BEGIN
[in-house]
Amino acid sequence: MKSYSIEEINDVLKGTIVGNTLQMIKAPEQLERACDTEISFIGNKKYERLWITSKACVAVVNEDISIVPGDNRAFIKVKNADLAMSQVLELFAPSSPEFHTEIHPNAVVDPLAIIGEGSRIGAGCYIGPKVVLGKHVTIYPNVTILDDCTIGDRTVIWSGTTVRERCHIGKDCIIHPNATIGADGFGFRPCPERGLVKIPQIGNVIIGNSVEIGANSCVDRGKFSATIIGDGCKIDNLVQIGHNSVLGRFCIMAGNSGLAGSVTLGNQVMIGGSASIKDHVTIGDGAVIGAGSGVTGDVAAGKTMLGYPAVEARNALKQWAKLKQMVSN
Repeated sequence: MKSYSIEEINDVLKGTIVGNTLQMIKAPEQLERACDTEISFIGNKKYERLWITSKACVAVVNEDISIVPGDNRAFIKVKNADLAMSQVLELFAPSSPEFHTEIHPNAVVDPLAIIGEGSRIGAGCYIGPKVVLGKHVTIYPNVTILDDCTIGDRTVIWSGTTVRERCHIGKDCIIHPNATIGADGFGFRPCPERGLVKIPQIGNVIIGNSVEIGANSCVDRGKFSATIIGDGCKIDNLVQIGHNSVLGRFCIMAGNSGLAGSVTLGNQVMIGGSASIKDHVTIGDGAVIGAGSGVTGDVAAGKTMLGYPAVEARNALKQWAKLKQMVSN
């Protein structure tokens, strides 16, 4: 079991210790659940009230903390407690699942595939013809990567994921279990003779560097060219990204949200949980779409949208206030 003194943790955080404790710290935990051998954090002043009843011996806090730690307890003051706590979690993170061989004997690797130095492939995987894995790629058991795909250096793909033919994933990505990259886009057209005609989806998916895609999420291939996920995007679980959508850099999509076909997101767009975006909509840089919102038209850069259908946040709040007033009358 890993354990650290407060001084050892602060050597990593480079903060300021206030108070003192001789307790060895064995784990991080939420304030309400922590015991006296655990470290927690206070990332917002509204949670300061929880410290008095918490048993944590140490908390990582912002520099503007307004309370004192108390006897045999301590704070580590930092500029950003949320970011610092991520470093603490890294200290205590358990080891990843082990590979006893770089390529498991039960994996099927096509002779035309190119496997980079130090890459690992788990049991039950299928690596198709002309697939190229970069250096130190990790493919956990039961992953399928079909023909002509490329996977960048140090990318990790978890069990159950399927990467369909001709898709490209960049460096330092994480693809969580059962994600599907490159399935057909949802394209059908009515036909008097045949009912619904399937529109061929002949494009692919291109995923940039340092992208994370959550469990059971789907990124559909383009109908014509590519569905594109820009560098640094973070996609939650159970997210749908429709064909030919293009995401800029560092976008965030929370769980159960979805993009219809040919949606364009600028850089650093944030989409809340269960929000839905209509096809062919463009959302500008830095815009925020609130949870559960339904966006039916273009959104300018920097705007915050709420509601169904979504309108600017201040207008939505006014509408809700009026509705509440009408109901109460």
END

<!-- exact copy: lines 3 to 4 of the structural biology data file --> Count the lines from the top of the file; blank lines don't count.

Repeated sequence: MKSYSIEEINDVLKGTIVGNTLQMIKAPEQLERACDTEISFIGNKKYERLWITSKACVAVVNEDISIVPGDNRAFIKVKNADLAMSQVLELFAPSSPEFHTEIHPNAVVDPLAIIGEGSRIGAGCYIGPKVVLGKHVTIYPNVTILDDCTIGDRTVIWSGTTVRERCHIGKDCIIHPNATIGADGFGFRPCPERGLVKIPQIGNVIIGNSVEIGANSCVDRGKFSATIIGDGCKIDNLVQIGHNSVLGRFCIMAGNSGLAGSVTLGNQVMIGGSASIKDHVTIGDGAVIGAGSGVTGDVAAGKTMLGYPAVEARNALKQWAKLKQMVSN
């Protein structure tokens, strides 16, 4: 079991210790659940009230903390407690699942595939013809990567994921279990003779560097060219990204949200949980779409949208206030 003194943790955080404790710290935990051998954090002043009843011996806090730690307890003051706590979690993170061989004997690797130095492939995987894995790629058991795909250096793909033919994933990505990259886009057209005609989806998916895609999420291939996920995007679980959508850099999509076909997101767009975006909509840089919102038209850069259908946040709040007033009358 890993354990650290407060001084050892602060050597990593480079903060300021206030108070003192001789307790060895064995784990991080939420304030309400922590015991006296655990470290927690206070990332917002509204949670300061929880410290008095918490048993944590140490908390990582912002520099503007307004309370004192108390006897045999301590704070580590930092500029950003949320970011610092991520470093603490890294200290205590358990080891990843082990590979006893770089390529498991039960994996099927096509002779035309190119496997980079130090890459690992788990049991039950299928690596198709002309697939190229970069250096130190990790493919956990039961992953399928079909023909002509490329996977960048140090990318990790978890069990159950399927990467369909001709898709490209960049460096330092994480693809969580059962994600599907490159399935057909949802394209059908009515036909008097045949009912619904399937529109061929002949494009692919291109995923940039340092992208994370959550469990059971789907990124559909383009109908014509590519569905594109820009560098640094973070996609939650159970997210749908429709064909030919293009995401800029560092976008965030929370769980159960979805993009219809040919949606364009600028850089650093944030989409809340269960929000839905209509096809062919463009959302500008830095815009925020609130949870559960339904966006039916273009959104300018920097705007915050709420509601169904979504309108600017201040207008939505006014509408809700009026509705509440009408109901109460």